(6th Cir. 2001). A complaint is frivolous if it lacks an arguable basis in law or in fact. Neitzke v.
Williams, 490 U.S. 319, 325 (1989). “A complaint is subject to dismissal for failure to state a
claim if the allegations, taken as true, show the plaintiff is not entitled to relief.” Jones v. Bock,
549 U.S. 199, 215 (2007).
While a complaint “does not need detailed factual allegations,” the “[f]actual allegations
must be enough to raise a right to relief above the speculative level on the assumption that all the
allegations in the complaint are true (even if doubtful in fact).” Bell Atlantic Corp. v. Twombly,
550 U.S. 544, 555 (2007) (footnote and citations omitted). In other words, “a complaint must
contain sufficient factual matter, accepted as true, ‘to state a claim to relief that is plausible on its
face.’” Ashcroft v. Iqbal, 556 U.S. 662, 678 (2009) (quoting Twombly, 550 U.S. at 570). “A
claim has facial plausibility when the plaintiff pleads factual content that allows the court to
draw the reasonable inference that the defendant is liable for the misconduct alleged.” Id.
(citing Twombly, 550 U.S. at 556).
Finally, because Plaintiff seeks to enforce his constitutional rights under the Fourteenth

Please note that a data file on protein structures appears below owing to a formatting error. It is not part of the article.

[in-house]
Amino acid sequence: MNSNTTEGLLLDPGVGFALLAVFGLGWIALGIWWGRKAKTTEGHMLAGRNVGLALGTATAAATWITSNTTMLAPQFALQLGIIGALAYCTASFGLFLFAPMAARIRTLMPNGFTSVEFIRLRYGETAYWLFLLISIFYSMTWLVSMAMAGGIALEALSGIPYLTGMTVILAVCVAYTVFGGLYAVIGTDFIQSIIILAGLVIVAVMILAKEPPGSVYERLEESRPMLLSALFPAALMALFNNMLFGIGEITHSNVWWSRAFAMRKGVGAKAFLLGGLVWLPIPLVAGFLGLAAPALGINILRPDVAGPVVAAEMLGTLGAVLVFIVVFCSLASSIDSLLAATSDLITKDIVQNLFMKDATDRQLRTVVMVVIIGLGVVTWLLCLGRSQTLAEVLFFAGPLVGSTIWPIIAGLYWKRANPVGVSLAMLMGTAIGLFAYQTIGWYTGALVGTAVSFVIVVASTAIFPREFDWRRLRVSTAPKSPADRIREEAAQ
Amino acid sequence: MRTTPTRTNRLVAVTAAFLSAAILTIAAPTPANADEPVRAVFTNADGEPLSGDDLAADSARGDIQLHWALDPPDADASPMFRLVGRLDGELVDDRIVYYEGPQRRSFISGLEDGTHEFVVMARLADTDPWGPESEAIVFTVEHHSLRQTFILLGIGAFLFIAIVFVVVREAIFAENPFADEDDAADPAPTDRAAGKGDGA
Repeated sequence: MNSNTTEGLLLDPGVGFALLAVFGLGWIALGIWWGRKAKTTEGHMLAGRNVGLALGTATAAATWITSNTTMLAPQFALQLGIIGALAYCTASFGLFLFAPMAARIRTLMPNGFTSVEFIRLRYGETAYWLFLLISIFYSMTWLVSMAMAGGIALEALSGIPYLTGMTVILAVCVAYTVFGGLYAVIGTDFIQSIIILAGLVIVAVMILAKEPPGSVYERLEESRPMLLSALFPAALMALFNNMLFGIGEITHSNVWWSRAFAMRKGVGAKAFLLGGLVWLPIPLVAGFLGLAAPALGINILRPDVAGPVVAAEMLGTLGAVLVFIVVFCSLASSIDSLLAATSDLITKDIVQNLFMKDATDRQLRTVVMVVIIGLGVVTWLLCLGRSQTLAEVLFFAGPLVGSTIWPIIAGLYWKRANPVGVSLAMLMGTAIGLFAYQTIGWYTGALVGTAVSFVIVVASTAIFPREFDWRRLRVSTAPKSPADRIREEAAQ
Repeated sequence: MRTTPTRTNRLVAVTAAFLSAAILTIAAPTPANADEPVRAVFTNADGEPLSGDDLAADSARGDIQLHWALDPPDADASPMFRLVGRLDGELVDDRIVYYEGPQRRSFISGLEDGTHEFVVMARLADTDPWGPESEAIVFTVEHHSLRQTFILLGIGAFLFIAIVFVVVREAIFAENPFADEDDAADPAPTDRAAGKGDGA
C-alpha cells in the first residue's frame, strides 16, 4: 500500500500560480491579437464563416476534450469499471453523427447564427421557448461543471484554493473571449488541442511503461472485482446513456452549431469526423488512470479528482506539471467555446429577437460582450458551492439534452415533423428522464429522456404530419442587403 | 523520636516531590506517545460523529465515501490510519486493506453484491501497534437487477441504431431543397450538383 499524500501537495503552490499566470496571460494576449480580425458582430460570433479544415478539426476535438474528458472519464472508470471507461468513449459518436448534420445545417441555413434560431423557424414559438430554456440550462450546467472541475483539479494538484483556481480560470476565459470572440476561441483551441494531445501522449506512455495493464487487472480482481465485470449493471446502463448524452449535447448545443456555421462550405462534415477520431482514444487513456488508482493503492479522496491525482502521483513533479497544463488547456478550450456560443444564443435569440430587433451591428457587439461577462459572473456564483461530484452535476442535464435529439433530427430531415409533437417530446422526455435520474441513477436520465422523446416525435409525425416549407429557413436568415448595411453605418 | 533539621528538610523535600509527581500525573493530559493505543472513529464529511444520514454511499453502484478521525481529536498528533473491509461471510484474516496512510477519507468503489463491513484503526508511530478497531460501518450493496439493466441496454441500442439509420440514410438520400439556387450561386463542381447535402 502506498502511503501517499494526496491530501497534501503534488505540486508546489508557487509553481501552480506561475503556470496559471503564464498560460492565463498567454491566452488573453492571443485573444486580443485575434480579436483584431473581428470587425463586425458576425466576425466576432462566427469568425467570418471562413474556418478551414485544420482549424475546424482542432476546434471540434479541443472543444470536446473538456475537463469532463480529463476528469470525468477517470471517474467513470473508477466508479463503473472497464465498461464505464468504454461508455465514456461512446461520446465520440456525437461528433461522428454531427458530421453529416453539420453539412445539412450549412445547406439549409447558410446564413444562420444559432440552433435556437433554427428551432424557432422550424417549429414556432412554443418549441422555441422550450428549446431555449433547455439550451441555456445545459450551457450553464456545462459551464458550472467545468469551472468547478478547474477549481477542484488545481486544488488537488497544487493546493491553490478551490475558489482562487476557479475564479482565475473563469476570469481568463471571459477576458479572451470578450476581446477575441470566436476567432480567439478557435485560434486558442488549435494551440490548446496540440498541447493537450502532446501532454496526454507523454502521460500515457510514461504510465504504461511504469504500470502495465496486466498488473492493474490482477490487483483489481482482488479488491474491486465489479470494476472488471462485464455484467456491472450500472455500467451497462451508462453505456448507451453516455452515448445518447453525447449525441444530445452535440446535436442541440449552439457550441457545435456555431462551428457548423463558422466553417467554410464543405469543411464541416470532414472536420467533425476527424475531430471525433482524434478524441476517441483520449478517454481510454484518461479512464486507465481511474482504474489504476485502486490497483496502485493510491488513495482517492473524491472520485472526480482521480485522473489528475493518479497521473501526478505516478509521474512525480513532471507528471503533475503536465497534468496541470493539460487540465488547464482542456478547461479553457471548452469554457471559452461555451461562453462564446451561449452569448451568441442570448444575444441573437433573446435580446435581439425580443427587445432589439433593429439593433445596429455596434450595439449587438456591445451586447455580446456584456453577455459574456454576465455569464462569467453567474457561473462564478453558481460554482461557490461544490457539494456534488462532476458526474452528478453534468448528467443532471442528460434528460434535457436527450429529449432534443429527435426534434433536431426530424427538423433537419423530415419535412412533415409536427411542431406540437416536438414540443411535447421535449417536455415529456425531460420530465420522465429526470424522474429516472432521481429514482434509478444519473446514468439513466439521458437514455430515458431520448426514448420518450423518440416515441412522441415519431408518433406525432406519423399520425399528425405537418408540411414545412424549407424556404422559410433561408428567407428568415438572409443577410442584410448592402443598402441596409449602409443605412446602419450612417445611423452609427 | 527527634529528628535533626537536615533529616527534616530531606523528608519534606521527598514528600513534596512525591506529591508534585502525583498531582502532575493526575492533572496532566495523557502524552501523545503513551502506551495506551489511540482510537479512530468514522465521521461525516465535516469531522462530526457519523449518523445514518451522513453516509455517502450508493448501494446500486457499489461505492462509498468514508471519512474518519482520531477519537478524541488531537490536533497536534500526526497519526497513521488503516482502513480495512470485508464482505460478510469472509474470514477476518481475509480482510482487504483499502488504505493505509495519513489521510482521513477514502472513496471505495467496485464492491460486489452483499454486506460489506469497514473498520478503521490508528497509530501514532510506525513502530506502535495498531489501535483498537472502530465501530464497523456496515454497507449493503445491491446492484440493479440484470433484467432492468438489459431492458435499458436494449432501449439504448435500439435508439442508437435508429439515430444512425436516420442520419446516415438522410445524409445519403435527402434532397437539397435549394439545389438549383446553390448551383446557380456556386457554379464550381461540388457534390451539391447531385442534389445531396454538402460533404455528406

Amendment to the United States Constitution, the Court construes the complaint as one brought
under 42 U.S.C. § 1983. To prevail on a claim under § 1983, a plaintiff must prove two
elements: “(1) that he was deprived of a right secured by the Constitution or laws of the United
States; and (2) that the deprivation was caused by a person acting under color of law.”
Robertson v. Lucas, 753 F.3d 606, 614 (6th Cir. 2014).
As noted above, Plaintiff seeks money damages from the defendants. His damages claim
against the Michigan Parole Board is frivolous because “[t]he Parole Board is an entity within
the [Michigan Department of Corrections], see Mich. Comp. Laws § 791.231a, and the
[Michigan Department of Corrections] is, in turn, an administrative agency within the executive
branch of Michigan’s government.” See Mich. Const. 1963, art. 5, § 2; In re Parole of Bivings,
242 Mich. App. 363; 619 N.W.2d 163, 167–68 (Mich. Ct. App. 2000).” Fleming v. Martin, 24
F. App’x 258, 259 (6th Cir. 2001). As a state entity, “the Parole Board is immune from suit
under the Eleventh Amendment.” Id.; see also Lee v. Mich. Parole Bd., 104 F. App’x 490, 492
(6th Cir. 2004) (stating that the plaintiff’s claims against the Parole Board and other state entities
were barred by the Eleventh Amendment).
The Parole Board also is not a “person” under § 1983. As such, it cannot be sued for
money damages under § 1983. Harrison v. Michigan, 722 F.3d 768, 771 (6th Cir. 2013).
Like the Michigan Parole Board, Defendants Wilson and Jennings are immune from a
suit for money damages. As parole board members they “‘are absolutely immune from liability
for their conduct in individual parole decisions when they are exercising their decision making
powers.’” Draine v. Leavy, 504 F. App’x 494, 496 (6th Cir. 2012) (quoting Walter v. Torres, 917
F.2d 1379, 1384 (5th Cir. 1990)). And because Plaintiff sues Wilson and Jennings in their
official capacities, his lawsuit is no different from a suit against the State itself. See Will v.
Michigan Dep’t of State Police, 491 U.S. 58, 71 (1989). Thus, Plaintiff’s request for money